“Coming into the Anatomy room, he suddenly beheld the [anatomical] manikin and was so frightened at its dreadful appearance that he dropped his bundle and quickly made his way over the roofs of the adjoining buildings” (C. Th. Odhner, “John Pitcairn: A Biography,” New Church Life 1917, 291).
The manikin that caused such distress for the burglar in 1891 has been used to teach anatomy at the Academy of the New Church since the school was founded in 1877. The Wallace Street, Philadelphia, property referred to by the Rev. C. Th. Odhner in his humorous tale was purchased by the Academy in 1887. The rear of the property fronted on North Street, and contained a stable and tenant house that was converted and used by the Boys School. The rooms of the building on Wallace Street were used by the College, Theological School, and Girls School. The Anatomy room (see photo, top) was on the fourth floor.
The manikin, made from papier mache, was purchased in Paris by John Pitcairn in 1874. His diary entry for July 30th reads as follows: “Ordered a manikin for the Academy—man 3,000 francs, woman 300″ (John Pitcairn. Typescript from his diary for 1874. Academy of the New Church Archives).
The manikin was kept in Pittsburgh for a time with the Rev. William Henry Benade before it was moved to Philadelphia. It made an impression on Edward C. Bostock in 1877 as he passed through Pittsburgh on his way to Philadelphia to take up his studies:
“In going to Philadelphia I stopped to visit Bishop Benade, who then lived in Pittsburg, or Allegheny City, and while there I had the pleasure of making the acquaintance of a friend of all the students who have studied in this school, one whom you all know. I refer to the manikin now in the Anatomy room” (E.C. Bostock, “The Dedication of the New Building of the Academy,” New Church Life 1902, 259).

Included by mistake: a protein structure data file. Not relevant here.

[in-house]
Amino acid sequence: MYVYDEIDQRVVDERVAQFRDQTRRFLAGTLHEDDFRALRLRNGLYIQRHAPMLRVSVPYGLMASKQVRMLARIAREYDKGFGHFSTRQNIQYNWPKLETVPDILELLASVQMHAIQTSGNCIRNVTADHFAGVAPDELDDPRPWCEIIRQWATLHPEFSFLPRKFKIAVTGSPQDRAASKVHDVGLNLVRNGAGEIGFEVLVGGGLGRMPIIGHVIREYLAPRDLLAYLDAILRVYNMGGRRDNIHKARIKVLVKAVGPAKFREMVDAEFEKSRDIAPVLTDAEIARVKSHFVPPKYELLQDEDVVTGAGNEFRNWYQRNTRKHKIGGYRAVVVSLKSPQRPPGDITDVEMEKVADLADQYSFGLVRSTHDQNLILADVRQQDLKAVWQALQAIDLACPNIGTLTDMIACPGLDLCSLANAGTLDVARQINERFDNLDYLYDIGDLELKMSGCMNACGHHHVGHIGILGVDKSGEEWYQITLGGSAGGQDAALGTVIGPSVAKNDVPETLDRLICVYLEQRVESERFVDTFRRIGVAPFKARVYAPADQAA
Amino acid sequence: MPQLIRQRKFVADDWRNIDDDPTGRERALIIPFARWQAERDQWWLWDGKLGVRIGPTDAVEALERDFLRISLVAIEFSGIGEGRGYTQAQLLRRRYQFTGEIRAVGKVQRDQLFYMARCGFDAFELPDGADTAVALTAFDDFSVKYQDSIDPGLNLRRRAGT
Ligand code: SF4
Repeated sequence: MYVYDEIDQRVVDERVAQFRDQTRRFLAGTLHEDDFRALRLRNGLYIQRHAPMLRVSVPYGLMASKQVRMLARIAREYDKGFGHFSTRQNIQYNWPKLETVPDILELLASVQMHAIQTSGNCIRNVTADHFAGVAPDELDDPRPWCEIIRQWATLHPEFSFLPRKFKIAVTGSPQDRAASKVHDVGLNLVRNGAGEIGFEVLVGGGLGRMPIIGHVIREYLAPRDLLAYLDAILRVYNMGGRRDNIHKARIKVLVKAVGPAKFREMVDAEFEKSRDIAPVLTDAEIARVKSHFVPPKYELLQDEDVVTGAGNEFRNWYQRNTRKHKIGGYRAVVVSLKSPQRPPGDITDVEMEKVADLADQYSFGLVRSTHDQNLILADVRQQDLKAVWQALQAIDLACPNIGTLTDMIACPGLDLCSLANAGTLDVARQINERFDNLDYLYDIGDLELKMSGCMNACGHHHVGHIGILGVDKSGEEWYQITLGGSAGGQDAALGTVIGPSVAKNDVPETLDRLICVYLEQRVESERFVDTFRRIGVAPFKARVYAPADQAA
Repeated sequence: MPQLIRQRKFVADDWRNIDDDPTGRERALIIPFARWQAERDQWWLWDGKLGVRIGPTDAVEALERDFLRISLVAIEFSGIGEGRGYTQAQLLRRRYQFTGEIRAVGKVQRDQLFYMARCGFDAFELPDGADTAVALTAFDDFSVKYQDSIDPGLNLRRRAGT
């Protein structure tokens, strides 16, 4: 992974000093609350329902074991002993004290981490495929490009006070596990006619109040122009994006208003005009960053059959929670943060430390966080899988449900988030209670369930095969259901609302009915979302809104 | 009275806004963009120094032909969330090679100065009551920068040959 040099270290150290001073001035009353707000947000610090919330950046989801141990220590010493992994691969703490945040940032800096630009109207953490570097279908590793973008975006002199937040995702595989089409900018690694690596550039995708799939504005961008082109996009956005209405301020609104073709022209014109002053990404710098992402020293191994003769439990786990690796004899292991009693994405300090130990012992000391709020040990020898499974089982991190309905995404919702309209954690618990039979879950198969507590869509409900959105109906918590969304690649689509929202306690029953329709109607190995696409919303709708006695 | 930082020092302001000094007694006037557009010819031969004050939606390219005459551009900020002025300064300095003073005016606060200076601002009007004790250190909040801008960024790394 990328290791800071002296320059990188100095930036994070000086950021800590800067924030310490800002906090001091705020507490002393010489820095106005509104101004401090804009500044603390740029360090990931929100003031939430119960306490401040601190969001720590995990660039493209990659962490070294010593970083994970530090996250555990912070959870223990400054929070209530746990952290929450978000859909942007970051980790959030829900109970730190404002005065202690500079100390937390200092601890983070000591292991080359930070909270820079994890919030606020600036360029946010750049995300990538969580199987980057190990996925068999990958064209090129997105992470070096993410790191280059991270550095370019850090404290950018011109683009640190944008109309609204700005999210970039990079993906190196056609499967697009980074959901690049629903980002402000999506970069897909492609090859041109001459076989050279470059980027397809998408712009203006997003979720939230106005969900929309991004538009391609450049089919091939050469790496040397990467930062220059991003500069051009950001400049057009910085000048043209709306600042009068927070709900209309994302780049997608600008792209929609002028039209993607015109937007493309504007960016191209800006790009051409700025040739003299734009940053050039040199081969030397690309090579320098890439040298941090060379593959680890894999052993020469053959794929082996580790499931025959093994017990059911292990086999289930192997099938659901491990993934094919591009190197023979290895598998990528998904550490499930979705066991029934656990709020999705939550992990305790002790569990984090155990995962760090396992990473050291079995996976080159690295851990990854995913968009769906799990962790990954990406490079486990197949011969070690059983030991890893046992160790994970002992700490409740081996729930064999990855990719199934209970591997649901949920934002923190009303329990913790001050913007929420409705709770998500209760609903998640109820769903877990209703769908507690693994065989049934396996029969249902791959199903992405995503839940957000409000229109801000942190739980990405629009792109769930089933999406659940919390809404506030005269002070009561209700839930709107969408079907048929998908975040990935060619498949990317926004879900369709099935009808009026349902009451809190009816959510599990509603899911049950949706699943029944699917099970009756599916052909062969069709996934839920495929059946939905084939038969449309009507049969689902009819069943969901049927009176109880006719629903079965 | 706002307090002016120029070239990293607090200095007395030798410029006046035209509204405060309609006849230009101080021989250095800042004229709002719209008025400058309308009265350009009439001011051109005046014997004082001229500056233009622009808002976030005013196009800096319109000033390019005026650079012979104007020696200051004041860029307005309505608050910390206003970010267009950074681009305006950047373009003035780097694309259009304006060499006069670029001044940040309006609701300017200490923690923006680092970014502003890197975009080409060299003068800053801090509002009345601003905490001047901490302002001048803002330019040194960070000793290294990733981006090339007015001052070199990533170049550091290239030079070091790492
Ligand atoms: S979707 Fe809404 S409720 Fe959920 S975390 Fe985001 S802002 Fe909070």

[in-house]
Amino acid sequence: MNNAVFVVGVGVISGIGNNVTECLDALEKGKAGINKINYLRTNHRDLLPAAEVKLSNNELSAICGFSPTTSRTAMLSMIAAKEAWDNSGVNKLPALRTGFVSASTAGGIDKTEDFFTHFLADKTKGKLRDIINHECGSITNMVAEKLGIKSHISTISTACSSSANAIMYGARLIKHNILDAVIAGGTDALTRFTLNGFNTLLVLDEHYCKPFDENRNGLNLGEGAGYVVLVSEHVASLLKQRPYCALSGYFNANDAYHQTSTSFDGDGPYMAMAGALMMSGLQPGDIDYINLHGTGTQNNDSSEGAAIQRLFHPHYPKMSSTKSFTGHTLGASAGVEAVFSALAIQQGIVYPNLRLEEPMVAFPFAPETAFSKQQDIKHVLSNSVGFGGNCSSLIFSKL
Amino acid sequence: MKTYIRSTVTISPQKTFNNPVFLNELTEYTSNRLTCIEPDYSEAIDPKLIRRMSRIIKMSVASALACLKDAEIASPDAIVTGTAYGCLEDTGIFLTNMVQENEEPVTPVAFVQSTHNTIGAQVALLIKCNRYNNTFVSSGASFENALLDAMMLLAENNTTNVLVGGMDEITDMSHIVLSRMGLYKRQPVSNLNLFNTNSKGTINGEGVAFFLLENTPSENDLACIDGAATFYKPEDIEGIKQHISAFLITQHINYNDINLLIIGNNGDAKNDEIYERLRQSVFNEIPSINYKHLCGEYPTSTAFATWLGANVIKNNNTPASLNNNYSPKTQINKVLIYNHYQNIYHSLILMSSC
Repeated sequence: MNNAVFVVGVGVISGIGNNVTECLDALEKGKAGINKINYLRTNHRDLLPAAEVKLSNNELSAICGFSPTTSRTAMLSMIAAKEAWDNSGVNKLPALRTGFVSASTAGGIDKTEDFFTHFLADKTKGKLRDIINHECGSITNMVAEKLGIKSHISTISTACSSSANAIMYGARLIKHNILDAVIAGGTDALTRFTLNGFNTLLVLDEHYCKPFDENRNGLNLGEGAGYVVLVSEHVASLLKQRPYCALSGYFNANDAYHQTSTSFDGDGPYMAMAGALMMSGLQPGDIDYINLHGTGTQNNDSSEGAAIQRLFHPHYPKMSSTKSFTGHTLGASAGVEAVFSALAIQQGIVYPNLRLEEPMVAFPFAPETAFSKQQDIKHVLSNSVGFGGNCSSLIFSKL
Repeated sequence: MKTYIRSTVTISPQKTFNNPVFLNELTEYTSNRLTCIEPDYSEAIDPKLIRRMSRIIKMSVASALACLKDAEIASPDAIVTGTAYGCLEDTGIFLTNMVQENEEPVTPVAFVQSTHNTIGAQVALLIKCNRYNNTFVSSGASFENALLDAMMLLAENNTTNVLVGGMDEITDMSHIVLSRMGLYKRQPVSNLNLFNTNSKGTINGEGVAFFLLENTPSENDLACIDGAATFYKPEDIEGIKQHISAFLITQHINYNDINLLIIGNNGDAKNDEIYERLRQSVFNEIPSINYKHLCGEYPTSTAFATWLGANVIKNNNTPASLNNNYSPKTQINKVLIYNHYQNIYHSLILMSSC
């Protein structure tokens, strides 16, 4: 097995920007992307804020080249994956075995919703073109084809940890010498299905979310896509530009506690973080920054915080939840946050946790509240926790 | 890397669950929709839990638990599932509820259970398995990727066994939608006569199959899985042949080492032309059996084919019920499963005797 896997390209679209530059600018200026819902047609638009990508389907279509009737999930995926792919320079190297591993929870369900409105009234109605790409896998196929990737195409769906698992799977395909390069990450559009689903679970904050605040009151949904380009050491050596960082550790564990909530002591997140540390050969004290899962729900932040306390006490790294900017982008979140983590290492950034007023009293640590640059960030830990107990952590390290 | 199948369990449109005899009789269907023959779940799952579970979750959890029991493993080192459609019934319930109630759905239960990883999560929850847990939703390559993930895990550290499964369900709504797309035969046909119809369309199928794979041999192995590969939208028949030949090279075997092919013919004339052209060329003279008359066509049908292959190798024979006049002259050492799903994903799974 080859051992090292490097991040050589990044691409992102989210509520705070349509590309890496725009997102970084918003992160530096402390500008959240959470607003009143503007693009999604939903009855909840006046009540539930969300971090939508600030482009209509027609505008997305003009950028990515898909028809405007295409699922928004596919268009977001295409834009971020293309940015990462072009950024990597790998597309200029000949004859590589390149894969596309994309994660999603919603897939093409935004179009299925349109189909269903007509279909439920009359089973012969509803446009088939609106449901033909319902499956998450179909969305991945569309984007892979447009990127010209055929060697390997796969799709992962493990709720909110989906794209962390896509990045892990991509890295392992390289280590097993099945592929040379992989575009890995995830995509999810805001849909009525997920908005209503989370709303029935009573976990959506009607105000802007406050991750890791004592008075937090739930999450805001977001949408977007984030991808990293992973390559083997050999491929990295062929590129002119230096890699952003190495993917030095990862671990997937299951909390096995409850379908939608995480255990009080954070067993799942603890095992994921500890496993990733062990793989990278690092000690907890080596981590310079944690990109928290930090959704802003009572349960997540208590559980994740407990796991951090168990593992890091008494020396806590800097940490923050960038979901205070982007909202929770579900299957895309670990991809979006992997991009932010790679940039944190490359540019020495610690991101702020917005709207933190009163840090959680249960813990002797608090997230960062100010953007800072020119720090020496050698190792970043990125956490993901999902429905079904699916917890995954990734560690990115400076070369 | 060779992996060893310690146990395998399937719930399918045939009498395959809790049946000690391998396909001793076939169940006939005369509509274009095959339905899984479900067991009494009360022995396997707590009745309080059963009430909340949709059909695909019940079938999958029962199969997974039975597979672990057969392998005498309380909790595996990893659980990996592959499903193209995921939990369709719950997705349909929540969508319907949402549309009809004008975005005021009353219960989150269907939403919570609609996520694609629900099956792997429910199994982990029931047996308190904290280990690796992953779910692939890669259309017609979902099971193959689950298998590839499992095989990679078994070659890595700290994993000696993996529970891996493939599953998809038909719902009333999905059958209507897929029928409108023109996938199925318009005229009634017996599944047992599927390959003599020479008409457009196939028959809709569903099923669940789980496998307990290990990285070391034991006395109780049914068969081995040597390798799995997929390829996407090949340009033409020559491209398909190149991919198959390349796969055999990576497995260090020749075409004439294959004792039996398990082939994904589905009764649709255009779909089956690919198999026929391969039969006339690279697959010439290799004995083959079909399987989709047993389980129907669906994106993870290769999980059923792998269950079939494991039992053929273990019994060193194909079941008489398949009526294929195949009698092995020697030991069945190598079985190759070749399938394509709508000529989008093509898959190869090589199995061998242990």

The manikin, now residing on the fourth floor of Benade Hall in Bryn Athyn, is still used to teach anatomy in the Academy Schools (see color photographs). It was made by the factory of Louis Auzoux, who had first begun to make anatomical models as a medical student in France. The internal parts can be removed to illustrate the relationship of the various internal organs. In addition, a human skeleton known affectionately as “Charlie” (made by the Charles H. Ward Co.) stands close by, very much like the one in the photograph of the Wallace Street Anatomy room (see photo, top). This skeleton is the oldest one currently in the school, and it may be the one shown in the historic photograph.
The study of human anatomy and physiology has always been an important part of the curriculum of the Academy schools. In Emanuel Swedenborg’s descriptions of the universal human or “Grand Man” of heaven, the structure of the spiritual world relates to humany anatomy, and the functions of the various societies there relate to physiology.
The editors of NewChurchHistory.org would like to thank Erland Brock, Bill Fehon, and Rae Friesen for their assistance with this New Church History Fun Fact.
Photos: The photograph of the Wallace Street Anatomy room is labeled on the back as follows: “Skeleton and Mannikin [sic] (Anatomy Room) 1890.” In a different hand: “Wallace Street school (ANC) Phila.” The photo is in the collection of the Academy of the New Church Archives, Swedenborg Library, Bryn Athyn, PA.
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